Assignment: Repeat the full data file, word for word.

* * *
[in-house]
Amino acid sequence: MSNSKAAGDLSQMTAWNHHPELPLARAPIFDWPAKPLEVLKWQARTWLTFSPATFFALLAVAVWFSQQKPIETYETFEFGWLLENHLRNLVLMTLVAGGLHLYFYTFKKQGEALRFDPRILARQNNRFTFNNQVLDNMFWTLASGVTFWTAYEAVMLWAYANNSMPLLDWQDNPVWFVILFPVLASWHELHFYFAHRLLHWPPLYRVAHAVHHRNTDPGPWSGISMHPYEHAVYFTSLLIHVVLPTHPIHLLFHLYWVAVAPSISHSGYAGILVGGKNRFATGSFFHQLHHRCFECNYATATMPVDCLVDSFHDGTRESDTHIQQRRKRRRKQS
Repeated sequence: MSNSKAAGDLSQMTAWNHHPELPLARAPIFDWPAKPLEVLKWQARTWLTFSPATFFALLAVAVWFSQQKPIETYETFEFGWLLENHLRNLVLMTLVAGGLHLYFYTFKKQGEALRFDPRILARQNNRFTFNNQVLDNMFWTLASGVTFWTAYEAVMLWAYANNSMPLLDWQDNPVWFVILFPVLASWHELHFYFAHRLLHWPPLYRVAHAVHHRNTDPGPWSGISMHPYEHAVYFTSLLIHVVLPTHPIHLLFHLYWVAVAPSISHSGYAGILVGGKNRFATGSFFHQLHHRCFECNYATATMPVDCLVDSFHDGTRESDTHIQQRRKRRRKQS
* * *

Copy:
[in-house]
Amino acid sequence: MSNSKAAGDLSQMTAWNHHPELPLARAPIFDWPAKPLEVLKWQARTWLTFSPATFFALLAVAVWFSQQKPIETYETFEFGWLLENHLRNLVLMTLVAGGLHLYFYTFKKQGEALRFDPRILARQNNRFTFNNQVLDNMFWTLASGVTFWTAYEAVMLWAYANNSMPLLDWQDNPVWFVILFPVLASWHELHFYFAHRLLHWPPLYRVAHAVHHRNTDPGPWSGISMHPYEHAVYFTSLLIHVVLPTHPIHLLFHLYWVAVAPSISHSGYAGILVGGKNRFATGSFFHQLHHRCFECNYATATMPVDCLVDSFHDGTRESDTHIQQRRKRRRKQS
Repeated sequence: MSNSKAAGDLSQMTAWNHHPELPLARAPIFDWPAKPLEVLKWQARTWLTFSPATFFALLAVAVWFSQQKPIETYETFEFGWLLENHLRNLVLMTLVAGGLHLYFYTFKKQGEALRFDPRILARQNNRFTFNNQVLDNMFWTLASGVTFWTAYEAVMLWAYANNSMPLLDWQDNPVWFVILFPVLASWHELHFYFAHRLLHWPPLYRVAHAVHHRNTDPGPWSGISMHPYEHAVYFTSLLIHVVLPTHPIHLLFHLYWVAVAPSISHSGYAGILVGGKNRFATGSFFHQLHHRCFECNYATATMPVDCLVDSFHDGTRESDTHIQQRRKRRRKQS